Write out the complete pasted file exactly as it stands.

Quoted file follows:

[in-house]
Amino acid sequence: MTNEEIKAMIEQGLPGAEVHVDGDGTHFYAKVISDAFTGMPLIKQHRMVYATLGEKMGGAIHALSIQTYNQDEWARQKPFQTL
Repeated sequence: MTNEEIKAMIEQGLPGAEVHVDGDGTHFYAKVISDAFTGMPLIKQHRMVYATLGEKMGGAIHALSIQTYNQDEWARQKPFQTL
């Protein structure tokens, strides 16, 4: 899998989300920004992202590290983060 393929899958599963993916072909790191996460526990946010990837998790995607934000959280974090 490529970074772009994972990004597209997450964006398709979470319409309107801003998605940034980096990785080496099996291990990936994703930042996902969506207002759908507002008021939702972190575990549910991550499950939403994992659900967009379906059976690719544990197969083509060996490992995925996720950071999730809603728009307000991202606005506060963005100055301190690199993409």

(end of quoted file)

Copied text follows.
[in-house]
Amino acid sequence: MTNEEIKAMIEQGLPGAEVHVDGDGTHFYAKVISDAFTGMPLIKQHRMVYATLGEKMGGAIHALSIQTYNQDEWARQKPFQTL
Repeated sequence: MTNEEIKAMIEQGLPGAEVHVDGDGTHFYAKVISDAFTGMPLIKQHRMVYATLGEKMGGAIHALSIQTYNQDEWARQKPFQTL
């Protein structure tokens, strides 16, 4: 899998989300920004992202590290983060 393929899958599963993916072909790191996460526990946010990837998790995607934000959280974090 490529970074772009994972990004597209997450964006398709979470319409309107801003998605940034980096990785080496099996291990990936994703930042996902969506207002759908507002008021939702972190575990549910991550499950939403994992659900967009379906059976690719544990197969083509060996490992995925996720950071999730809603728009307000991202606005506060963005100055301190690199993409």